A: We didn’t get down to the Danube because we were turned around before. We were standing in the street in front of the Swedish house in the direction of the Danube, which I didn’t realize why, my parents did but I didn’t. Then we were turned around in another direction which was away to the Ghetto. That’s when my father said ”We’re going to the ghetto, our lives are saved.” That was after this half an hour of argument with the Arrow Cross. I guess we were 30, 40 people there at least.

Q: How did Wallenberg look, what was your impression when you saw him?
A: It was a tall man I remember. I wasn’t too close to him, but to us he looked like an angel. We knew that something was going on. We were in the Swedish house, but nobody took that seriously at all; these Swedish papers were fake of course. It was a Swedish house with a Swedish flag on it, but we did not expect that car. It was a big black Mercedes if I remember it right with a Swedish flag on it. The ambassador or the embassies car was going to come and argue for us. We thought it was a Swedish diplomat who wanted to argue that we were Swedish citizens. It was a Swedish diplomat, it was Wallneberg and that’s the way we were saved.
In the ghetto we stayed maybe a week, a few days more under pretty bad circumstances until we were liberated by the Soviets.

Q: Did you ever hear about Wallenberg again?
A: I had no idea that he’s name was Wallenberg, I had no idea what happened until maybe years later, I was sitting in Paris reading the French papers, I read the whole story that the had disappeared, taken by Soviet, then his picture was there, and I recognized this man. Maybe I’m wrong, but I’m 99 percent sure that it was him. Who else could had been. There was nobody else, he had no help. I don’t know about it.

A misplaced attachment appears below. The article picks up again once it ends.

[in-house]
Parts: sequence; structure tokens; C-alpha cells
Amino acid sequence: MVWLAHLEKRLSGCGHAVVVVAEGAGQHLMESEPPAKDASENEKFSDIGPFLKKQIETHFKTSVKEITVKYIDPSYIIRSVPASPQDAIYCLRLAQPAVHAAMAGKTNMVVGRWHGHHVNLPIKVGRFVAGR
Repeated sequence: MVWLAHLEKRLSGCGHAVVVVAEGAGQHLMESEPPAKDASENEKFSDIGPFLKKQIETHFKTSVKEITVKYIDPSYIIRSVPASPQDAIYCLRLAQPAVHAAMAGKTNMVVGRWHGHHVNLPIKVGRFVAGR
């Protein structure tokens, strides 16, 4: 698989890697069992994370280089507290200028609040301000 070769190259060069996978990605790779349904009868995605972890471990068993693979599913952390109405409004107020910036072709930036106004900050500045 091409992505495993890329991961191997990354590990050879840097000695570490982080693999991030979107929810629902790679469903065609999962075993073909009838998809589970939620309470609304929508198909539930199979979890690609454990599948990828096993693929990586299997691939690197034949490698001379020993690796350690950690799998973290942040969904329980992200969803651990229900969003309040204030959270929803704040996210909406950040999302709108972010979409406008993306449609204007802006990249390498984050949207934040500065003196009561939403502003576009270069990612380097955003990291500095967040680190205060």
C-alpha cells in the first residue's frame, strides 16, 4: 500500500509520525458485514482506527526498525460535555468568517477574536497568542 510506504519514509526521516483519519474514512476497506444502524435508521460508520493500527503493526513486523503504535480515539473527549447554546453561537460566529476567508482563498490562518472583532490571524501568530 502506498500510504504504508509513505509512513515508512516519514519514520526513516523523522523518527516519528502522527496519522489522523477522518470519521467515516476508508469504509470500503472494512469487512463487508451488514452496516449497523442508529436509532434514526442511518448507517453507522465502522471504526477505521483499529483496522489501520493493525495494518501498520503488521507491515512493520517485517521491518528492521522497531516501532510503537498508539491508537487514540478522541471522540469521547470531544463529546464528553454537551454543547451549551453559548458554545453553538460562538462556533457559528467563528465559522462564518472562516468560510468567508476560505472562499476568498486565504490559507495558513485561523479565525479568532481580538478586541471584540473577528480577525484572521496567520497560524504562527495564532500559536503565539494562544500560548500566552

Mrs. Tabory: There was also a house with many hundred people, that were Zionists, and they helped a lot, probably they were there, I know that because I have friends there. One day they came and killed the whole company, all the people who were living there were killed. That was Vaci utca 100.

Mr. Tabory: There was one more reference to Sweden when the Russians liberated us, my father was standing next to me and we were in the basement of a building in the ghetto, because up on the top floor were German soldiers, who didn’t care about us, they were fighting the Russians; but then these Germans withdrew and suddenly the door of this basement opened and there was a tall guy I a strange uniform and said ”Aleksei, Ruski soldat” Aleksei, Russian soldier, and they were looking for Germans hiding. My father was standing next to me and said ” Good bless Sweden”, because the Arrow Cross were killing to the left and right and it was just a matter of time, before they were going to get us. But they didn’t have enough time, because the Russians, in the meantime occupied the ghetto. It was The First Ukrainian front under general Malinowski, the Russian commander.